© 2001

Self-Stabilizing Systems

5th International Workshop, WSS 2001 Lisbon, Portugal, October 1–2, 2001 Proceedings

  • Ajoy K. Datta
  • Ted Herman
Conference proceedings WSS 2001

Part of the Lecture Notes in Computer Science book series (LNCS, volume 2194)

Table of contents

  1. Front Matter
    Pages I-VII
  2. Joffroy Beauquier, Maria Gradinariu, Colette Johnen
    Pages 19-34
  3. Joffroy Beauquier, Thomas Hérault, Elad Schiller
    Pages 35-50
  4. Jorge A. Cobb, Mohamed G. Gouda
    Pages 51-66
  5. Felix C. Gärtner, Stefan Pleisch
    Pages 98-113
  6. Mohamed G. Gouda
    Pages 114-123
  7. Mohamed G. Gouda, Chin-Tser Huang, Anish Arora
    Pages 124-135
  8. Ted Herman, Toshimitsu Masuzawa
    Pages 152-166
  9. Ted Herman, Imran Pirwani
    Pages 167-182
  10. Sandeep S. Kulkarni, Ravikant
    Pages 183-199
  11. Sébastien Tixeuil
    Pages 216-228
  12. Back Matter
    Pages 229-229

About these proceedings


Physicalsystemswhichrightthemselvesafterbeingdisturbedevokeourcuriosity becausewe wantto understand howsuchsystemsareableto reactto unexpected stimuli. Themechanismsareallthe morefascinatingwhensystemsarecomposed of small, simple units, and the ability of the system to self-stabilize emerges out of its components. Faithful computer simulations of such physical systems exhibit the self-stabilizing property, but in the realm of computing, particularly for distributed systems, wehavegreaterambition. We imaginethat all manner of software, ranging from basic communication protocols to high-level applications, could enjoy self-corrective properties. Self-stabilizing software o?ers a unique, non-traditional approach to the c- cial problem of transient fault tolerance. Many successful instances of modern fault-tolerant networks are based on principles of self-stabilization. Surprisingly, the most widely accepted technical de?nition of a self-stabilizing system does not refer to faults: it is the property that the system can be started in any i- tial state, possibly an “illegal state,” and yet the system guarantees to behave properly in ?nite time. This, and similar de?nitions, break many traditional approaches to program design, in which the programmer by habit makes - sumptions about initial conditions. The composition of self-stabilizing systems, initially seen as a daunting challenge, has been transformed into a mana- able task, thanks to an accumulation of discoveries by many investigators. - search on various topics in self-stabilization continues to supply new methods for constructing self-stabilizing systems, determines limits and applicability of the paradigm of self-stabilization, and connects self-stabilization to related areas of fault tolerance and distributed computing.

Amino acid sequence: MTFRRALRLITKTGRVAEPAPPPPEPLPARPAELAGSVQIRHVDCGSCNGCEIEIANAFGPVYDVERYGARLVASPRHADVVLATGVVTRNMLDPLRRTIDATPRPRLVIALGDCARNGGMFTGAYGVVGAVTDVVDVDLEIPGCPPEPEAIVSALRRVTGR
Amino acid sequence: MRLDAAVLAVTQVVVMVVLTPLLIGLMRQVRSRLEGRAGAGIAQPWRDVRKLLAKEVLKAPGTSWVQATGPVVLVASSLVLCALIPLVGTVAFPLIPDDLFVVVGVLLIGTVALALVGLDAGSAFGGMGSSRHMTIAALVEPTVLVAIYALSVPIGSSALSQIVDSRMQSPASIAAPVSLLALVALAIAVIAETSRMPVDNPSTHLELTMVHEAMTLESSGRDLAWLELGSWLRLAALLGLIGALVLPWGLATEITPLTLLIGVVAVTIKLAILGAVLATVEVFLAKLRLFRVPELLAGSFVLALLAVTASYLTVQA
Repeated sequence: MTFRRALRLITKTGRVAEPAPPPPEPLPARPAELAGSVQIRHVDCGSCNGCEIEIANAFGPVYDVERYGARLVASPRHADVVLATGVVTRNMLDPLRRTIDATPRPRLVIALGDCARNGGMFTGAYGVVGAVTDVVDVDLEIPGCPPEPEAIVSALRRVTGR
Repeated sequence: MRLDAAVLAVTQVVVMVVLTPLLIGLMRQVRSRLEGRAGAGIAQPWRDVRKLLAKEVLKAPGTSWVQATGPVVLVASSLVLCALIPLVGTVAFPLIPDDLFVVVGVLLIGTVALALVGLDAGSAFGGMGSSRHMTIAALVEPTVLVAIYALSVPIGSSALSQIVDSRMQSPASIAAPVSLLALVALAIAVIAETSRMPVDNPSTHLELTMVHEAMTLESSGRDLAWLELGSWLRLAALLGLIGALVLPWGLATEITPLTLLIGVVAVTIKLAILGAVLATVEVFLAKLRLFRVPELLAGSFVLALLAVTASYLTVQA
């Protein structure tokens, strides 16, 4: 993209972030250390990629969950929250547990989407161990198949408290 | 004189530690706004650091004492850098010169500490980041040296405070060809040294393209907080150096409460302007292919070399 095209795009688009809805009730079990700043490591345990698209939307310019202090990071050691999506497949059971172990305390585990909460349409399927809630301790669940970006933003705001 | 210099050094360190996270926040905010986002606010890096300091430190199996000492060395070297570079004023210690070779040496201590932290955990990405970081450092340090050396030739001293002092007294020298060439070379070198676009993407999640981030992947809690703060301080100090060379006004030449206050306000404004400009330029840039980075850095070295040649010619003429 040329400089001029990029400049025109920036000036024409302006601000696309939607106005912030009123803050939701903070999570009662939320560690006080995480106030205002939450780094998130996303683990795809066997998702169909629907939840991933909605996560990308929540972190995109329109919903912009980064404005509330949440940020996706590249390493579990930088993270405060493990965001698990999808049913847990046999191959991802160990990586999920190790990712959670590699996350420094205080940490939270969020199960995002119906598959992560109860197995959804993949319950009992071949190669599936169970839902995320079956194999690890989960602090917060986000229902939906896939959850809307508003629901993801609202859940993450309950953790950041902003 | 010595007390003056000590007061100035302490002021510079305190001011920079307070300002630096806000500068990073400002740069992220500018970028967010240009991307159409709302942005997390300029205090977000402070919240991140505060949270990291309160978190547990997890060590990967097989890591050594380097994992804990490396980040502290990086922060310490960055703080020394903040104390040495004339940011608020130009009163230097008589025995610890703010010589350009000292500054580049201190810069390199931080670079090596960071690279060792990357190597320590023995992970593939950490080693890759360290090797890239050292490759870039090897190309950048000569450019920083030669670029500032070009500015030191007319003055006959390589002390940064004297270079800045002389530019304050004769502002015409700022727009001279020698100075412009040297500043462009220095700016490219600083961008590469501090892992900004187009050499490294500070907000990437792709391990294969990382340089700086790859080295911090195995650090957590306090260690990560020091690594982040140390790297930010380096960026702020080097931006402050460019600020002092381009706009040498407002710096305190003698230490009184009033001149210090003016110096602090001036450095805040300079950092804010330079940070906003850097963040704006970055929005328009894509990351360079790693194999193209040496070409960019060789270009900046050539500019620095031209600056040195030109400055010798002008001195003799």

Adaptive Self-Stabilization Adaptive Systems Distributed Algorithms Error-Correcting Codes Fault-Tolerant Systems Self-Stabilization Self-Stabilizing Systems communication distributed systems routing

Editors and affiliations

  • Ajoy K. Datta
    • 1
  • Ted Herman
    • 2
  1. 1.Department of Computer ScienceUniversity of NevadaLas VegasUSA
  2. 2.Department of Computer ScienceUniversity of IowaIowa CityUSA

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